Show Posts
Pages: [1] 2 3 ... 10
1  Using Arduino / Project Guidance / Re: Ground plane EMI project solution on: January 04, 2014, 06:13:22 am
Success! After a bit of reading on twisted pairs and more on ground planes (see pics attached), I am driving the Gate from the pwm pin without capacitors, snubbers, low pass filters, with no discernable switching noise evident in 30 second dark images (with the lens cap on). The dark frames appear identical to those taken without cooling activated. I am very, very happy with the result. Temp control is rock solid.

As can be seen from the images, there are two boards. A smaller one for the mosfet with 3 planes. Gate, Drain and Source, with a high power, (high speed diode between source and drain), and the large one with power, analog and digital ground planes. The analog and digital planes are linked by a 100R resistor. The analog plane connects to one side of the Teensy and the digital, the second ground point.

I suspect that there is an optimal area for each plane, but for now it's verified as the best solution to date. For imaging purposes, I don't need to pursue this further.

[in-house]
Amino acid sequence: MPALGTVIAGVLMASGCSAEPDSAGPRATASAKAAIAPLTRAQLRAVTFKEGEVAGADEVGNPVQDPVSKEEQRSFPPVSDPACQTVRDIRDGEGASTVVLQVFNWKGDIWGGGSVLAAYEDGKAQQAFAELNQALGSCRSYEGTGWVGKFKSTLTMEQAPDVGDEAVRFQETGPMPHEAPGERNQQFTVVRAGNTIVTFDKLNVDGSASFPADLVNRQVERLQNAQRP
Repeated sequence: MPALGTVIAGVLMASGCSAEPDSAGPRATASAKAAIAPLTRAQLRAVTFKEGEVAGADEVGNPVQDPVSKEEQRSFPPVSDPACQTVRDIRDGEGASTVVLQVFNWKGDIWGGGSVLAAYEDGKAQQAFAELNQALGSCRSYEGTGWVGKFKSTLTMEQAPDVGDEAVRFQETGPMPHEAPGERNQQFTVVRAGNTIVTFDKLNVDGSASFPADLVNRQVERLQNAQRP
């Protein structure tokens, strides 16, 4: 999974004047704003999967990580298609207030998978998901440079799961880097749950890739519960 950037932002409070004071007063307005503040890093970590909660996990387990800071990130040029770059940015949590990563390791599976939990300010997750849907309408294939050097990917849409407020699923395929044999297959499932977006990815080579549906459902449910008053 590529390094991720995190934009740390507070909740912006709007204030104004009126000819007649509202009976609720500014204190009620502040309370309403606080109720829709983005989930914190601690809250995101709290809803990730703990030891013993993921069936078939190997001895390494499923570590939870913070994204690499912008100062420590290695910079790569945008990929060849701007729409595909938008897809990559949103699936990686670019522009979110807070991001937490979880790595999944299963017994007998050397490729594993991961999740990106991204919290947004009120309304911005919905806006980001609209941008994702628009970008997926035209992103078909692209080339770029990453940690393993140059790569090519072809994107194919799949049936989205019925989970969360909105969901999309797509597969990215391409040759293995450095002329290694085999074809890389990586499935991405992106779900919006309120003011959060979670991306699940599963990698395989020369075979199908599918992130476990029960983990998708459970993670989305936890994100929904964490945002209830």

2  Using Arduino / Project Guidance / Re: Ground plane EMI project solution on: January 02, 2014, 10:01:06 pm
Twisted pairs is not something I had considered and will look at rewiring the power side.

The inductor is 30pH and was designed using an on-line calculator. It's 32mm long, 1 turn and 1mm diameter - 5v silvered wire. Not sure how accurate. Came in at 0.030nH.

3  Using Arduino / Project Guidance / Ground plane EMI project solution - SOLVED on: January 02, 2014, 05:43:49 pm
This project has been ongoing, partly due to the learning curve and getting back to it after a long hiatus, working on solving the analog/digital EMI issues. Camera electronics seem to be very sensitive to digital switching. I would like guidance on some aspects of ground plane usage and connections to reduce EMI - see attached general layout/concept.